Less than two hours after a shooting left two people dead and a third wounded during unrest in Kenosha, 17-year-old Kyle Rittenhouse walked into the Antioch, Illinois, police station “visibly upset” and told an officer he had “ended a man’s life,” according to records released late Friday.
The teen went to his hometown police station with his mother shortly before 1:30 a.m. Aug. 26 and turned himself in. He did not have any weapons with him.
The assault-style rifle used in the shooting was purchased by an 18-year-old friend of Rittenhouse, and police found it in the trunk of the friend’s car later that morning. Neither Rittenhouse nor his mother had a permit for a gun in Illinois.
Rittenhouse has since been charged with two counts of homicide and four other charges in connection with the Kenosha protest shootings that killed Joseph Rosenbaum, 36, and Anthony Huber, 26, and injured Gaige Grosskreutz, 26.
Rittenhouse’s legal team has said he acted in self-defense and should not be charged with any crime.
On Friday, an Illinois judge denied the teen’s request for release and ordered him extradited to Wisconsin to face the homicide charges. Rittenhouse had been in custody in an Illinois juvenile facility since turning himself in.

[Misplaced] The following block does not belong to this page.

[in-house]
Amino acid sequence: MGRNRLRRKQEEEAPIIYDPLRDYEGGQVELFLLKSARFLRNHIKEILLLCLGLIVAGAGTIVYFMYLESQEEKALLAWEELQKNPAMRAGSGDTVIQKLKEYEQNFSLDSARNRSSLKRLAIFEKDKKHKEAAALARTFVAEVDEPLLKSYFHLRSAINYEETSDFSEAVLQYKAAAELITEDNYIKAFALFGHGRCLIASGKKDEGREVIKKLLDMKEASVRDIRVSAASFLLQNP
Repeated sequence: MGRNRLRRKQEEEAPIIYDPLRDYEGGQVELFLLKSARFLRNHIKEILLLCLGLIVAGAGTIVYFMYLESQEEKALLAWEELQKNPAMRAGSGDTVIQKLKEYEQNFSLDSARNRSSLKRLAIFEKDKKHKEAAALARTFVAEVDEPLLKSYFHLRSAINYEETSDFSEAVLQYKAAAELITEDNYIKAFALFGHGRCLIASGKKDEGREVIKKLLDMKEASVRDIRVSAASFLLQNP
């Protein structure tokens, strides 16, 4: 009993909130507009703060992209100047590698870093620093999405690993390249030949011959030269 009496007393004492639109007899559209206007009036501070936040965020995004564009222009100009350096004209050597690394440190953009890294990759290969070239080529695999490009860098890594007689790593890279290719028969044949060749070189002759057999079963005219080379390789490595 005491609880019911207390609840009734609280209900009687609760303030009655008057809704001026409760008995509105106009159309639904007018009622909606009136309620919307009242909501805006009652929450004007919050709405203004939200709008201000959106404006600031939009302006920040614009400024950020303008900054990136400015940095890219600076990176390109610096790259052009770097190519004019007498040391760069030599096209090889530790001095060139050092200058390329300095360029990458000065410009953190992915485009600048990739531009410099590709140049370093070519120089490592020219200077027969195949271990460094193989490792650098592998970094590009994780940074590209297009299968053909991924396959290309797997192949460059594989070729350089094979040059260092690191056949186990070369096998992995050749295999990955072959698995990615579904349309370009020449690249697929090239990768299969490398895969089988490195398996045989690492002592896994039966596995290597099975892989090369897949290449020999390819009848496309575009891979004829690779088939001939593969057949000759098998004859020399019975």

The Milwaukee Journal Sentinel went to court to ask a judge to order the release of records about Rittenhouse’s arrest after Antioch police denied a public records request for the information. Earlier this week, a judge ordered Antioch to produce the records.
The reports provide new details about how his arrest unfolded and what Rittenhouse said happened that night.
According to the records:
Rittenhouse told officers he had been hired to protect a business in Kenosha and had to protect himself. The owner of the business, Car Source, has told the Journal Sentinel that he did not hire anyone to act as armed security.
The teen told Antioch police he had tried to turn himself into an officer in Kenosha but was told to go home.
Police requested firefighters come to the station for a medical check of Rittenhouse, who had small scratches on his arm but no bruising or cuts.
While waiting for medical help, Rittenhouse stated: “I shot two white kids.”
As firefighters tended to Rittenhouse, the teen told police he had been hit in the head with a baseball bat, a skateboard and hit in the neck before firing his weapon.
Video captured Rittenhouse being hit with a skateboard, but no footage has emerged related to a baseball bat, and it was not mentioned in a video released by his defense team.
An Antioch officer watched Rittenhouse as they waited for Kenosha detectives to arrive and noted the teen cycled through a range of emotions, from crying fits to periods of calm to throwing up.
Hours later, Rittenhouse began having trouble breathing so police called firefighters again. Soon after that, Rittenhouse was booked as a fugitive from justice on the Kenosha warrant for first-degree intentional homicide and was taken to a juvenile detention center.
‘You are not supposed to have that gun’